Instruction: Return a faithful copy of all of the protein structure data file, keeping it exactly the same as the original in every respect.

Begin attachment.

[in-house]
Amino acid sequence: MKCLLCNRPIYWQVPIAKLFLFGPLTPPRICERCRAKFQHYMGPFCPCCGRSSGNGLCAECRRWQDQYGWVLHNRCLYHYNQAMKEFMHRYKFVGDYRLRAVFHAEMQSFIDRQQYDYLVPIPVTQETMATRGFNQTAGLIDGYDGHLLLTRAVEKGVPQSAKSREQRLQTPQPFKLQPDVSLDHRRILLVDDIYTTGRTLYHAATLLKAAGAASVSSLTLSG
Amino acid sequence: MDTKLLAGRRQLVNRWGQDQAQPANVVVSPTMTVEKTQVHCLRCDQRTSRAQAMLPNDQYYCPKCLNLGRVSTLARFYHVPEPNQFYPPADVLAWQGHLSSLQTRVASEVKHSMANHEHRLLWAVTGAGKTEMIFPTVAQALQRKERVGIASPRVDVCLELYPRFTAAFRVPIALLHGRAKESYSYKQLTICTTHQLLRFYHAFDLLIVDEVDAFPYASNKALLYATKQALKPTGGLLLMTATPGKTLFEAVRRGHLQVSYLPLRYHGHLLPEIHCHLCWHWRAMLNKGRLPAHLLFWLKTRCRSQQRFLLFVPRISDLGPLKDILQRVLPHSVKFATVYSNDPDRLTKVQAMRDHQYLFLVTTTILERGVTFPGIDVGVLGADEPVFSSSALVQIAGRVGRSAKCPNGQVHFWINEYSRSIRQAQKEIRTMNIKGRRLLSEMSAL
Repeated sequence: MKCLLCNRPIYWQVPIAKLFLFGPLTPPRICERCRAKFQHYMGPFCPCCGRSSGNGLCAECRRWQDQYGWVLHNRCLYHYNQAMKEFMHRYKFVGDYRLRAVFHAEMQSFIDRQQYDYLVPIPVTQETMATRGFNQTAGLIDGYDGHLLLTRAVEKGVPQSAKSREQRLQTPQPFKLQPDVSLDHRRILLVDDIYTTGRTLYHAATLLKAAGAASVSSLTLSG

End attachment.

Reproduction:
[in-house]
Amino acid sequence: MKCLLCNRPIYWQVPIAKLFLFGPLTPPRICERCRAKFQHYMGPFCPCCGRSSGNGLCAECRRWQDQYGWVLHNRCLYHYNQAMKEFMHRYKFVGDYRLRAVFHAEMQSFIDRQQYDYLVPIPVTQETMATRGFNQTAGLIDGYDGHLLLTRAVEKGVPQSAKSREQRLQTPQPFKLQPDVSLDHRRILLVDDIYTTGRTLYHAATLLKAAGAASVSSLTLSG
Amino acid sequence: MDTKLLAGRRQLVNRWGQDQAQPANVVVSPTMTVEKTQVHCLRCDQRTSRAQAMLPNDQYYCPKCLNLGRVSTLARFYHVPEPNQFYPPADVLAWQGHLSSLQTRVASEVKHSMANHEHRLLWAVTGAGKTEMIFPTVAQALQRKERVGIASPRVDVCLELYPRFTAAFRVPIALLHGRAKESYSYKQLTICTTHQLLRFYHAFDLLIVDEVDAFPYASNKALLYATKQALKPTGGLLLMTATPGKTLFEAVRRGHLQVSYLPLRYHGHLLPEIHCHLCWHWRAMLNKGRLPAHLLFWLKTRCRSQQRFLLFVPRISDLGPLKDILQRVLPHSVKFATVYSNDPDRLTKVQAMRDHQYLFLVTTTILERGVTFPGIDVGVLGADEPVFSSSALVQIAGRVGRSAKCPNGQVHFWINEYSRSIRQAQKEIRTMNIKGRRLLSEMSAL
Repeated sequence: MKCLLCNRPIYWQVPIAKLFLFGPLTPPRICERCRAKFQHYMGPFCPCCGRSSGNGLCAECRRWQDQYGWVLHNRCLYHYNQAMKEFMHRYKFVGDYRLRAVFHAEMQSFIDRQQYDYLVPIPVTQETMATRGFNQTAGLIDGYDGHLLLTRAVEKGVPQSAKSREQRLQTPQPFKLQPDVSLDHRRILLVDDIYTTGRTLYHAATLLKAAGAASVSSLTLSG